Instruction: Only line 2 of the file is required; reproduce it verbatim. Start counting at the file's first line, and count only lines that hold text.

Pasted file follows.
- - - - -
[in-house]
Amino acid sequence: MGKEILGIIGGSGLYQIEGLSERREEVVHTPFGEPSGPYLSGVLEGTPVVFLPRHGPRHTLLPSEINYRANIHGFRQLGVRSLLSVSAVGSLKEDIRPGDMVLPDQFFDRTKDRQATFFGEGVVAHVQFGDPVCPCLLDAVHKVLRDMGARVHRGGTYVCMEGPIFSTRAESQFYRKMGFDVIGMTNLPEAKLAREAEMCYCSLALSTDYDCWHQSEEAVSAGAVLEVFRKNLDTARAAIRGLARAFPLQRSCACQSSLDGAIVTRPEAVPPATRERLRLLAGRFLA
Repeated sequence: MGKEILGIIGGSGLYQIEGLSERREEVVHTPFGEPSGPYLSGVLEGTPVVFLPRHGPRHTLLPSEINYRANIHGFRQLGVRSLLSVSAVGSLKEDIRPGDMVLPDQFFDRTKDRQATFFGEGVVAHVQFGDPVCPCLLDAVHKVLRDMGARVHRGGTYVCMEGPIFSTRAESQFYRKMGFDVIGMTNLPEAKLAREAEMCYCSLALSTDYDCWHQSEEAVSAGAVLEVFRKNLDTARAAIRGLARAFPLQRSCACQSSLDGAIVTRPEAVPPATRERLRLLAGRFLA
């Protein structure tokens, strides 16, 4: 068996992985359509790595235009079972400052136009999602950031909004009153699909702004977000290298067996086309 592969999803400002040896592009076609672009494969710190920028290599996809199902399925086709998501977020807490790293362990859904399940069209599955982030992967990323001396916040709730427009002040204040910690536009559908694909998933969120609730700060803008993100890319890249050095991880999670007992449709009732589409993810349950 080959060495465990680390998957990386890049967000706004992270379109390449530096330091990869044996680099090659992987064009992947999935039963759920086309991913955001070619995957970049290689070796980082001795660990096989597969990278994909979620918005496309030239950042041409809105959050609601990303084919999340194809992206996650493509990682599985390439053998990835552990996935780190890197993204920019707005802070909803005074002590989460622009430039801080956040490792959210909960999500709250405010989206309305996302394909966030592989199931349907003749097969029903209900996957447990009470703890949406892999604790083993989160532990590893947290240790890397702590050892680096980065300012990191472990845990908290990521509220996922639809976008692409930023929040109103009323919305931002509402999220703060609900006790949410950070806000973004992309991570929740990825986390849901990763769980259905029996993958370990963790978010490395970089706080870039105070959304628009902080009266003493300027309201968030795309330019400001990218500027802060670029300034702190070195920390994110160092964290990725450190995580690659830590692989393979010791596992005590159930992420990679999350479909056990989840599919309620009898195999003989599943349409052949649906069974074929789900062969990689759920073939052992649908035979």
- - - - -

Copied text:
Amino acid sequence: MGKEILGIIGGSGLYQIEGLSERREEVVHTPFGEPSGPYLSGVLEGTPVVFLPRHGPRHTLLPSEINYRANIHGFRQLGVRSLLSVSAVGSLKEDIRPGDMVLPDQFFDRTKDRQATFFGEGVVAHVQFGDPVCPCLLDAVHKVLRDMGARVHRGGTYVCMEGPIFSTRAESQFYRKMGFDVIGMTNLPEAKLAREAEMCYCSLALSTDYDCWHQSEEAVSAGAVLEVFRKNLDTARAAIRGLARAFPLQRSCACQSSLDGAIVTRPEAVPPATRERLRLLAGRFLA